7. Seek Dissidents:

There is a different between a mutant and a dissident. Some other words for a dissident are: agitator, dissenter, heretic, misbeliever, nonconformist, protester, rebel, recusant, schismatic, sectary and separatist. These are the people who are going to tell you that they disagree with you and that they think you are wrong and misguided. Their opinions are not easy to hear. There are a few in any organization. They are labeled as abrasive, highly opinioned and very negative. They are usually ignored and ostracized. Nevertheless, they are also beacons that might be trying to shed a light on ideas, problems and issues that everyone else has swept under the rug. If they were taken more seriously, they just might have been the salvation of some organizations

King George III wrote the following to one of his lords:

“I cannot conclude without mentioning how sensibly I feel the dismemberment of America from this empire, and that I should be miserable indeed if I did not feel that no blame on that account can be laid at my door, and I did not also know that knavery seems to be so much the striking feature of its inhabitants that it may not in the end be an evil that they will become aliens to this kingdom.”

Not only did King George deny any blame for the revolution but he went so far as to rationalize the loss of his American colonies because of the inherent “knavery” of its inhabitants. Talk about the pot calling the kettle black. Can you imagine what the world might have been like if King George had listened to some of the “dissidents” back in 1776? Actually, I am very glad he did not.

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John PersicoDr. John Persico is a partner with Ms. Peg Peck-Chapman in the Minnesota Consulting Alliance. Dr. Persico has been in management consulting since 1986. He has worked with organizations in both the profit and non-profit sector.

John Persico




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No Comments

  1. Liisa Välikangas on June 15, 2011 at 10:35 am

    Thanks for the interesting article. In my book “The Resilient Organization, How Adaptive Cultures Thrive Even When Strategy Fails” (McGraw-Hill, 2010) I suggest the key to resilience is the ability to undergo change without crisis, which requires, among others, the development of different options, and their mastering in good times. But it also suggest, as you point out, getting all the employees involved in change. Some passion but also some persistence, luck and smarts! In the book, I suggest three managerial steps that form the quest for strategic resilience.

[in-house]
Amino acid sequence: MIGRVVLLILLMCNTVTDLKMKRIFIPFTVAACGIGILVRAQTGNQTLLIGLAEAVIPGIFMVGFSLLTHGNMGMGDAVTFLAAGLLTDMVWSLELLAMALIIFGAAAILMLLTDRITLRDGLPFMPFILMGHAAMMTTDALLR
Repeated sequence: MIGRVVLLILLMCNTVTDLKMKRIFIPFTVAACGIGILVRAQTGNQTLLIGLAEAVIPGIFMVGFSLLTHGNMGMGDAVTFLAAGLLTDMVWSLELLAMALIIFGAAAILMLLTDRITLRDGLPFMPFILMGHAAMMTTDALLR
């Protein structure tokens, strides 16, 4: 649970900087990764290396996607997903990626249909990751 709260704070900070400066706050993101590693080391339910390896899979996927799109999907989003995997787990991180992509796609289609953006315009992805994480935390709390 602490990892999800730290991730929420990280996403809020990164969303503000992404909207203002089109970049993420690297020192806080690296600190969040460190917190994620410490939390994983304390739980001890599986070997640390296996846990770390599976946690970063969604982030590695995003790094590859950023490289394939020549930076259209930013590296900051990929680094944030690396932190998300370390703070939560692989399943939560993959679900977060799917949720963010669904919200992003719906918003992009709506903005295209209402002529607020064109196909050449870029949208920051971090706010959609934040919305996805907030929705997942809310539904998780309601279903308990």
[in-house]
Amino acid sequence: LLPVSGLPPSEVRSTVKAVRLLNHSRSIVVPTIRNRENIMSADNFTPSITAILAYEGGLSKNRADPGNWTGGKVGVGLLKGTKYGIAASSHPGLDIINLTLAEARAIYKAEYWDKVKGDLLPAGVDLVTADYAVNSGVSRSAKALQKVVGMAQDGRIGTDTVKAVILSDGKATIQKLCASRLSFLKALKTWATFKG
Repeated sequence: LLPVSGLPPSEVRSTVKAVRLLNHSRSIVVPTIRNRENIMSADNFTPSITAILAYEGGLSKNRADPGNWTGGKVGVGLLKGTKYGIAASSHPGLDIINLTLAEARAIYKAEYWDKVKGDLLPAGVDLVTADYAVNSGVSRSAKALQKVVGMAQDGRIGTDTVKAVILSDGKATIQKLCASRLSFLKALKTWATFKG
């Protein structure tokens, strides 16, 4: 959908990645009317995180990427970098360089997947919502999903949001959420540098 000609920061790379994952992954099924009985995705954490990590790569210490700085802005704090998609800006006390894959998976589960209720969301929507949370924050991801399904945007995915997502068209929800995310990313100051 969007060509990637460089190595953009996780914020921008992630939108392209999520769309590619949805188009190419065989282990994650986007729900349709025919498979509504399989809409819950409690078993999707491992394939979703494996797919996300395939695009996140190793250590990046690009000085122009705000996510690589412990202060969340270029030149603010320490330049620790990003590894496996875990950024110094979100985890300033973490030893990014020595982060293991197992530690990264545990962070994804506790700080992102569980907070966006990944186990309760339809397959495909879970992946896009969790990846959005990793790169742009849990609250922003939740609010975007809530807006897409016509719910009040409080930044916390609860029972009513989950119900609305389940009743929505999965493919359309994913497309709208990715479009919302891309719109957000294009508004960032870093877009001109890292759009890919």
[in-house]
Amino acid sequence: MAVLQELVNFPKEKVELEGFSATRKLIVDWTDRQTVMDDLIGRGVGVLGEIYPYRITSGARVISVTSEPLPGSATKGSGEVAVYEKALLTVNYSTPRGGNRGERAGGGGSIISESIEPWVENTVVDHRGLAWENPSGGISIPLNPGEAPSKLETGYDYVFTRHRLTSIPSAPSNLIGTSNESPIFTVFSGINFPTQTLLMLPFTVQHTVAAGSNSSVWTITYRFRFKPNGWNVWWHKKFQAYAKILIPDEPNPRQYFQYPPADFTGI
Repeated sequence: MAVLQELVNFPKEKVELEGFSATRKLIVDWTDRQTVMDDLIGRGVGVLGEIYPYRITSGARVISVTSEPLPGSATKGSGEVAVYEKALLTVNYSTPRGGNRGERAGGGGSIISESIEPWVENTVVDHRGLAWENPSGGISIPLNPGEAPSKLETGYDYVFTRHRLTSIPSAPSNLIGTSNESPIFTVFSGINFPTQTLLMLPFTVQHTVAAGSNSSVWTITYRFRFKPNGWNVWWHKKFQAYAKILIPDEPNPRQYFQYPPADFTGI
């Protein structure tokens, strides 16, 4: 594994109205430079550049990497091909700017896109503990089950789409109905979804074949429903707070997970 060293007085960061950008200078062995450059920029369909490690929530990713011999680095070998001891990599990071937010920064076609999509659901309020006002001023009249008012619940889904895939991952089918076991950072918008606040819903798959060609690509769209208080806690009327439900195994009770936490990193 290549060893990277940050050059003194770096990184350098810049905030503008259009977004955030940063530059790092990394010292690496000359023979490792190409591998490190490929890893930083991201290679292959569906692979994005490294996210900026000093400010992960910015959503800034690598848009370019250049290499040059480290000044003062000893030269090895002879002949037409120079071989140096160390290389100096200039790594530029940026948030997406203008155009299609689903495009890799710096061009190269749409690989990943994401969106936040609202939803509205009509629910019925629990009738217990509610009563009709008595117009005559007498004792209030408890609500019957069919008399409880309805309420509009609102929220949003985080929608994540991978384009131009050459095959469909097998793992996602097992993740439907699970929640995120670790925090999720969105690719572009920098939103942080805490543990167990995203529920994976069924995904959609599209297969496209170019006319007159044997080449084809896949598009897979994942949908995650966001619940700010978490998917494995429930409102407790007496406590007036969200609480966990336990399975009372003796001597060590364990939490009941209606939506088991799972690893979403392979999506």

2. John Persico on June 15, 2011 at 11:48 am

    Dear Dr. Valikangas;

    Thank you for your comments. I refer to page 146 in your book where you note:

    “It is unlikely the strategic minds reside in the department charged with corporate strategy in the prior regulated world. Rather look for people who are used to dealing with uncertainty and trained in the art of studying it.”

    I guess my “projection” was that to develop many of the aspects of resilience that you describe, an organization must have an open mind, cultivate a wide range of ideas and involve more people in its decision making.

    You note many other aspects required to create a resilient, can I say effective organization for the long-term, in your book.

    I hope my brief mention of your name does not lead anyone to think they should or could skip reading your book. It is one of the best books on strategy I have read in many years. Anyone in an organization thinking about strategy should read your book.

  3. Guy Higgins on December 30, 2014 at 11:01 am

    A good article, but you did not define “efficiency.” When I was the Director, Test & Evaluation for the Joint Cruise Missile Project (aka Tomahawk), my team was very effective — we had zero test failures (note: a test failure is one in which the necessary data is not collected. It is different than a system failure (of which we found many — failures that did not propagate into deployed systems)). I am far from convinced that we were efficient, but I don’t know how to capture that characteristic. Could we have done it more cheaply? Looking back — sure, looking forward, not so sure.